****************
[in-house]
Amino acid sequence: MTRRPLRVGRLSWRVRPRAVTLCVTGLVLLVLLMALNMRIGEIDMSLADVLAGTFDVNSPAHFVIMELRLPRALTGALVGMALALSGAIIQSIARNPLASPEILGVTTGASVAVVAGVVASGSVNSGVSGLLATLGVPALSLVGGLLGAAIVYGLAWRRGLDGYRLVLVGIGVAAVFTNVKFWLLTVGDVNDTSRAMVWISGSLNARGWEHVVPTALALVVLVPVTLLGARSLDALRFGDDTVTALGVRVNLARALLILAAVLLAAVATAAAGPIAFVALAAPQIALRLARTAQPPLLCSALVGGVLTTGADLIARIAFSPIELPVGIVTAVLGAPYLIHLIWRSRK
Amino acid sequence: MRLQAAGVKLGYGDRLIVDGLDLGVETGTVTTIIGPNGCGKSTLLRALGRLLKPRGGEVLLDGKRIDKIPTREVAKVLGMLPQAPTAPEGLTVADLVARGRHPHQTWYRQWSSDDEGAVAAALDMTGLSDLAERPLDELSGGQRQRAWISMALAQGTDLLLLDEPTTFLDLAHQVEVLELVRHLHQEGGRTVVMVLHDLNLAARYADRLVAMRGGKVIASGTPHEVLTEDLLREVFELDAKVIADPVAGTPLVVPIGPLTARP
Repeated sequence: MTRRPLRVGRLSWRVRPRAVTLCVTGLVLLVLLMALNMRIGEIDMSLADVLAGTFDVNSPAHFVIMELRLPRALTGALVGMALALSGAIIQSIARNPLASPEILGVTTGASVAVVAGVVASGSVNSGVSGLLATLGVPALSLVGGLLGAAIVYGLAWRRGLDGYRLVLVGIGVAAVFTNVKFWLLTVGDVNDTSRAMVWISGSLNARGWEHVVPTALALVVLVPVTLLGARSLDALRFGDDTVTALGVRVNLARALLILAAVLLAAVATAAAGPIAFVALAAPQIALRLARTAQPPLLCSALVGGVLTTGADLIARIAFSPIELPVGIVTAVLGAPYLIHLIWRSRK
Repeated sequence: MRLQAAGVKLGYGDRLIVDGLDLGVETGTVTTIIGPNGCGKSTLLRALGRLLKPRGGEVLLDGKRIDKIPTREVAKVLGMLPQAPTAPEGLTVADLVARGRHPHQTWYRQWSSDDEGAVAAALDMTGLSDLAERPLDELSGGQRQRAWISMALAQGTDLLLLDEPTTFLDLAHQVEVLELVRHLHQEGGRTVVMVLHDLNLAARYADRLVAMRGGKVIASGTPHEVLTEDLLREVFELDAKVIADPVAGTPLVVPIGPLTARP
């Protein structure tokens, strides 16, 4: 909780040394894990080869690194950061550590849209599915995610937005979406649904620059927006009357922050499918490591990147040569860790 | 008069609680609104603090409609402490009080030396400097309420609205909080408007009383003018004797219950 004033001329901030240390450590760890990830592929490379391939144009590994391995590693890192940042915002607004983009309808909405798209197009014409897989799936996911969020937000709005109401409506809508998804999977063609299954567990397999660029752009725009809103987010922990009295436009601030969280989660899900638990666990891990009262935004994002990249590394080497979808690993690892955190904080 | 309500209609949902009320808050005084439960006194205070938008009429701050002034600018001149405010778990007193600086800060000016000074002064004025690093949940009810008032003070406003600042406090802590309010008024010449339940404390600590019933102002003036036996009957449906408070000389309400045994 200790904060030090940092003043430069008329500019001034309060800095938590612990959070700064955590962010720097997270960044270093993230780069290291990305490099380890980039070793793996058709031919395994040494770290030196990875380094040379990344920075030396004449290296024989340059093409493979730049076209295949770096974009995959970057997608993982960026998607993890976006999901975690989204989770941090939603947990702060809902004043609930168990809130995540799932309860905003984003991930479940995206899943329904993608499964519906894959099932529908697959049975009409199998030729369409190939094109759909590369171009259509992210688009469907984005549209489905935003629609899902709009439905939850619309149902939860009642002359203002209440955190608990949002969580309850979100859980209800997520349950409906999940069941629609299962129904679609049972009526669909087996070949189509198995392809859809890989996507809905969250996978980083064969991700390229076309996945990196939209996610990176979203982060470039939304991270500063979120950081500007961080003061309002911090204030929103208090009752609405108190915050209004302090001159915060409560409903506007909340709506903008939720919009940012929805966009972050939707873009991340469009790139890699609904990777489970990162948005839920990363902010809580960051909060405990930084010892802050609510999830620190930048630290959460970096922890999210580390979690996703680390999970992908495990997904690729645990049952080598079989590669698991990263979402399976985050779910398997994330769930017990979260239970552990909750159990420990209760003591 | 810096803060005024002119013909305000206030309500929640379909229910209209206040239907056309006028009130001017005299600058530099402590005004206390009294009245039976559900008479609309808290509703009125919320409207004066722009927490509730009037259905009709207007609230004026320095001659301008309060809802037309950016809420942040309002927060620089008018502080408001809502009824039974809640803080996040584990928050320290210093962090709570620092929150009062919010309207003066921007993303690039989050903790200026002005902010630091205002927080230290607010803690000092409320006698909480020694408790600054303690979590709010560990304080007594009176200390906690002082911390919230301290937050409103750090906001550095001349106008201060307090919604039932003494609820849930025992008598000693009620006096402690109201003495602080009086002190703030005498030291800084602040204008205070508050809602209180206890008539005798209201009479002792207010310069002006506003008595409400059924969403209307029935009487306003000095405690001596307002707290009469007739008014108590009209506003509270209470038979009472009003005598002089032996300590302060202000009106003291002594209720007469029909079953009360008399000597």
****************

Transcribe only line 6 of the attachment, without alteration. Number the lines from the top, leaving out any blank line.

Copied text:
């Protein structure tokens, strides 16, 4: 909780040394894990080869690194950061550590849209599915995610937005979406649904620059927006009357922050499918490591990147040569860790 | 008069609680609104603090409609402490009080030396400097309420609205909080408007009383003018004797219950 004033001329901030240390450590760890990830592929490379391939144009590994391995590693890192940042915002607004983009309808909405798209197009014409897989799936996911969020937000709005109401409506809508998804999977063609299954567990397999660029752009725009809103987010922990009295436009601030969280989660899900638990666990891990009262935004994002990249590394080497979808690993690892955190904080 | 309500209609949902009320808050005084439960006194205070938008009429701050002034600018001149405010778990007193600086800060000016000074002064004025690093949940009810008032003070406003600042406090802590309010008024010449339940404390600590019933102002003036036996009957449906408070000389309400045994 200790904060030090940092003043430069008329500019001034309060800095938590612990959070700064955590962010720097997270960044270093993230780069290291990305490099380890980039070793793996058709031919395994040494770290030196990875380094040379990344920075030396004449290296024989340059093409493979730049076209295949770096974009995959970057997608993982960026998607993890976006999901975690989204989770941090939603947990702060809902004043609930168990809130995540799932309860905003984003991930479940995206899943329904993608499964519906894959099932529908697959049975009409199998030729369409190939094109759909590369171009259509992210688009469907984005549209489905935003629609899902709009439905939850619309149902939860009642002359203002209440955190608990949002969580309850979100859980209800997520349950409906999940069941629609299962129904679609049972009526669909087996070949189509198995392809859809890989996507809905969250996978980083064969991700390229076309996945990196939209996610990176979203982060470039939304991270500063979120950081500007961080003061309002911090204030929103208090009752609405108190915050209004302090001159915060409560409903506007909340709506903008939720919009940012929805966009972050939707873009991340469009790139890699609904990777489970990162948005839920990363902010809580960051909060405990930084010892802050609510999830620190930048630290959460970096922890999210580390979690996703680390999970992908495990997904690729645990049952080598079989590669698991990263979402399976985050779910398997994330769930017990979260239970552990909750159990420990209760003591 | 810096803060005024002119013909305000206030309500929640379909229910209209206040239907056309006028009130001017005299600058530099402590005004206390009294009245039976559900008479609309808290509703009125919320409207004066722009927490509730009037259905009709207007609230004026320095001659301008309060809802037309950016809420942040309002927060620089008018502080408001809502009824039974809640803080996040584990928050320290210093962090709570620092929150009062919010309207003066921007993303690039989050903790200026002005902010630091205002927080230290607010803690000092409320006698909480020694408790600054303690979590709010560990304080007594009176200390906690002082911390919230301290937050409103750090906001550095001349106008201060307090919604039932003494609820849930025992008598000693009620006096402690109201003495602080009086002190703030005498030291800084602040204008205070508050809602209180206890008539005798209201009479002792207010310069002006506003008595409400059924969403209307029935009487306003000095405690001596307002707290009469007739008014108590009209506003509270209470038979009472009003005598002089032996300590302060202000009106003291002594209720007469029909079953009360008399000597």